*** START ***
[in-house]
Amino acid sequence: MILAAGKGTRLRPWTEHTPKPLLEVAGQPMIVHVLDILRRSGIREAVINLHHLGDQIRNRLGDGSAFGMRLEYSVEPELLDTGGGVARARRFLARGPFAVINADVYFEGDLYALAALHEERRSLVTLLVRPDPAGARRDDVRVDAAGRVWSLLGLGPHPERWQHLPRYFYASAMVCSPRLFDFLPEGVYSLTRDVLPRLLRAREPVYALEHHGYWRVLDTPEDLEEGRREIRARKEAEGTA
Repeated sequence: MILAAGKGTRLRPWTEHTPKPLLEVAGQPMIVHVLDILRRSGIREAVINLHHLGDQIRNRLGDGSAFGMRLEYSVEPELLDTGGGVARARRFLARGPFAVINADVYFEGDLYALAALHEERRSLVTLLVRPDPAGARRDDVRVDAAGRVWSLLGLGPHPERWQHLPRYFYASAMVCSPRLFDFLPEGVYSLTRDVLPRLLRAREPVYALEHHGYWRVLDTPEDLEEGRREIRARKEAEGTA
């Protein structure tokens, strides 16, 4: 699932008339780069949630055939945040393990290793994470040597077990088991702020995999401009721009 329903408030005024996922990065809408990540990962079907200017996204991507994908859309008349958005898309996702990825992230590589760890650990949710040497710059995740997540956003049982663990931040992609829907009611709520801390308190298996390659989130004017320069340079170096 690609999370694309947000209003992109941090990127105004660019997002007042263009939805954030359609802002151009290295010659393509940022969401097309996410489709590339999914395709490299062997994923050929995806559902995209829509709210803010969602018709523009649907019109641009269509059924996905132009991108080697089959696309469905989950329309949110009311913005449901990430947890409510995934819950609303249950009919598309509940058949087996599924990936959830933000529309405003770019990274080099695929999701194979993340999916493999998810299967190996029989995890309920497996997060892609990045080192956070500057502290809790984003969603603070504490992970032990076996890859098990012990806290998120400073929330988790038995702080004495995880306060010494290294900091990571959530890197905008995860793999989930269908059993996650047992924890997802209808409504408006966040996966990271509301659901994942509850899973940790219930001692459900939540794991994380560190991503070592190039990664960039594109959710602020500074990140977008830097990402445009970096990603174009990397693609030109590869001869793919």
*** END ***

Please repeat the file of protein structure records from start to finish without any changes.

[in-house]
Amino acid sequence: MILAAGKGTRLRPWTEHTPKPLLEVAGQPMIVHVLDILRRSGIREAVINLHHLGDQIRNRLGDGSAFGMRLEYSVEPELLDTGGGVARARRFLARGPFAVINADVYFEGDLYALAALHEERRSLVTLLVRPDPAGARRDDVRVDAAGRVWSLLGLGPHPERWQHLPRYFYASAMVCSPRLFDFLPEGVYSLTRDVLPRLLRAREPVYALEHHGYWRVLDTPEDLEEGRREIRARKEAEGTA
Repeated sequence: MILAAGKGTRLRPWTEHTPKPLLEVAGQPMIVHVLDILRRSGIREAVINLHHLGDQIRNRLGDGSAFGMRLEYSVEPELLDTGGGVARARRFLARGPFAVINADVYFEGDLYALAALHEERRSLVTLLVRPDPAGARRDDVRVDAAGRVWSLLGLGPHPERWQHLPRYFYASAMVCSPRLFDFLPEGVYSLTRDVLPRLLRAREPVYALEHHGYWRVLDTPEDLEEGRREIRARKEAEGTA
């Protein structure tokens, strides 16, 4: 699932008339780069949630055939945040393990290793994470040597077990088991702020995999401009721009 329903408030005024996922990065809408990540990962079907200017996204991507994908859309008349958005898309996702990825992230590589760890650990949710040497710059995740997540956003049982663990931040992609829907009611709520801390308190298996390659989130004017320069340079170096 690609999370694309947000209003992109941090990127105004660019997002007042263009939805954030359609802002151009290295010659393509940022969401097309996410489709590339999914395709490299062997994923050929995806559902995209829509709210803010969602018709523009649907019109641009269509059924996905132009991108080697089959696309469905989950329309949110009311913005449901990430947890409510995934819950609303249950009919598309509940058949087996599924990936959830933000529309405003770019990274080099695929999701194979993340999916493999998810299967190996029989995890309920497996997060892609990045080192956070500057502290809790984003969603603070504490992970032990076996890859098990012990806290998120400073929330988790038995702080004495995880306060010494290294900091990571959530890197905008995860793999989930269908059993996650047992924890997802209808409504408006966040996966990271509301659901994942509850899973940790219930001692459900939540794991994380560190991503070592190039990664960039594109959710602020500074990140977008830097990402445009970096990603174009990397693609030109590869001869793919």